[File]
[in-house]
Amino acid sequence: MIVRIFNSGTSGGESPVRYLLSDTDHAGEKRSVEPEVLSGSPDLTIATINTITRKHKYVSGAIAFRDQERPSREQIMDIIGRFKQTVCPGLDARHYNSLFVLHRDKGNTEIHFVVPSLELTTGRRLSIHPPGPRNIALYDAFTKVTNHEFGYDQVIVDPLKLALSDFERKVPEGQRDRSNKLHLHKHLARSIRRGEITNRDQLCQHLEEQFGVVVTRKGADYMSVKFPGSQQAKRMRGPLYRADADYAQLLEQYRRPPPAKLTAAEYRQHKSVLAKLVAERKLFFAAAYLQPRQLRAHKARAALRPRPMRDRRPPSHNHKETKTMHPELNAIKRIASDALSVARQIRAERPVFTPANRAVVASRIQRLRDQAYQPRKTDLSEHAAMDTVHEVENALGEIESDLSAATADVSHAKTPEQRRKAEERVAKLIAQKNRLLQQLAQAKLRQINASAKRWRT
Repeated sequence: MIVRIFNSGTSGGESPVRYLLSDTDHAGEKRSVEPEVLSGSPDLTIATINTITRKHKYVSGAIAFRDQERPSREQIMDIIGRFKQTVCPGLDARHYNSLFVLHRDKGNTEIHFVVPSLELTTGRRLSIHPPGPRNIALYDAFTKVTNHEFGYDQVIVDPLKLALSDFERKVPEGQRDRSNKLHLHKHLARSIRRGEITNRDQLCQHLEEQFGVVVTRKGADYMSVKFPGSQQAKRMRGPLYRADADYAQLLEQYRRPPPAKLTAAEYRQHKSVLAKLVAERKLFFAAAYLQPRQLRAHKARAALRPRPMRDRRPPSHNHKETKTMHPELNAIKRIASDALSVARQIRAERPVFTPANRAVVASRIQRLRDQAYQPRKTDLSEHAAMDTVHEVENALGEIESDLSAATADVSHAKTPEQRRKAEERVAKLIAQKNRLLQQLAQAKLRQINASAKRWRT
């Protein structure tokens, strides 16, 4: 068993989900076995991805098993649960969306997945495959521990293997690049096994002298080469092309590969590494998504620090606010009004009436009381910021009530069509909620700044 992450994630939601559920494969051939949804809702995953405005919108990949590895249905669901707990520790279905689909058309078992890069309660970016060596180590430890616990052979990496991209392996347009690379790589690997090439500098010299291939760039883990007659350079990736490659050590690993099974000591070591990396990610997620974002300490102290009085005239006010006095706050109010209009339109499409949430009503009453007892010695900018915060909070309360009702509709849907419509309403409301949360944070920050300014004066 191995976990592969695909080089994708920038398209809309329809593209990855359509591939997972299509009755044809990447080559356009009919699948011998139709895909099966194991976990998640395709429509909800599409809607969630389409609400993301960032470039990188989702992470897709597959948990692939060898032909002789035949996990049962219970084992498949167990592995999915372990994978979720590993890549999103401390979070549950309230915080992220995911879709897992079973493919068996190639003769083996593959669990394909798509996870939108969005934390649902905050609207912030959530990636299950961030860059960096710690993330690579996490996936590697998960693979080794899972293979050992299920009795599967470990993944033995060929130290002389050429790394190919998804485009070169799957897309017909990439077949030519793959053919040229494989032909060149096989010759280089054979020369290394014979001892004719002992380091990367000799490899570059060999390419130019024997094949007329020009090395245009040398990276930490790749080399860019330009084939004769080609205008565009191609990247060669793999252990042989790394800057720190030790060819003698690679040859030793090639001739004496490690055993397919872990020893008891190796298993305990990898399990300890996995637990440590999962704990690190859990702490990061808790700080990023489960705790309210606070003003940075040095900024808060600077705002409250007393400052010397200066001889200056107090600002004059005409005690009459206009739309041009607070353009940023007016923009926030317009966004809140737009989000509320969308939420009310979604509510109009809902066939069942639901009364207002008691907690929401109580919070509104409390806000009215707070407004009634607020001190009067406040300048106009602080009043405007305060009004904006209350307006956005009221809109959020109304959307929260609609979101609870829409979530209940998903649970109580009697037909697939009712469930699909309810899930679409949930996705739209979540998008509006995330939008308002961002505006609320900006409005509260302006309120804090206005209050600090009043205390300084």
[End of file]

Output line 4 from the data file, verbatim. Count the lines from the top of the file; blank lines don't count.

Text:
């Protein structure tokens, strides 16, 4: 068993989900076995991805098993649960969306997945495959521990293997690049096994002298080469092309590969590494998504620090606010009004009436009381910021009530069509909620700044 992450994630939601559920494969051939949804809702995953405005919108990949590895249905669901707990520790279905689909058309078992890069309660970016060596180590430890616990052979990496991209392996347009690379790589690997090439500098010299291939760039883990007659350079990736490659050590690993099974000591070591990396990610997620974002300490102290009085005239006010006095706050109010209009339109499409949430009503009453007892010695900018915060909070309360009702509709849907419509309403409301949360944070920050300014004066 191995976990592969695909080089994708920038398209809309329809593209990855359509591939997972299509009755044809990447080559356009009919699948011998139709895909099966194991976990998640395709429509909800599409809607969630389409609400993301960032470039990188989702992470897709597959948990692939060898032909002789035949996990049962219970084992498949167990592995999915372990994978979720590993890549999103401390979070549950309230915080992220995911879709897992079973493919068996190639003769083996593959669990394909798509996870939108969005934390649902905050609207912030959530990636299950961030860059960096710690993330690579996490996936590697998960693979080794899972293979050992299920009795599967470990993944033995060929130290002389050429790394190919998804485009070169799957897309017909990439077949030519793959053919040229494989032909060149096989010759280089054979020369290394014979001892004719002992380091990367000799490899570059060999390419130019024997094949007329020009090395245009040398990276930490790749080399860019330009084939004769080609205008565009191609990247060669793999252990042989790394800057720190030790060819003698690679040859030793090639001739004496490690055993397919872990020893008891190796298993305990990898399990300890996995637990440590999962704990690190859990702490990061808790700080990023489960705790309210606070003003940075040095900024808060600077705002409250007393400052010397200066001889200056107090600002004059005409005690009459206009739309041009607070353009940023007016923009926030317009966004809140737009989000509320969308939420009310979604509510109009809902066939069942639901009364207002008691907690929401109580919070509104409390806000009215707070407004009634607020001190009067406040300048106009602080009043405007305060009004904006209350307006956005009221809109959020109304959307929260609609979101609870829409979530209940998903649970109580009697037909697939009712469930699909309810899930679409949930996705739209979540998008509006995330939008308002961002505006609320900006409005509260302006309120804090206005209050600090009043205390300084």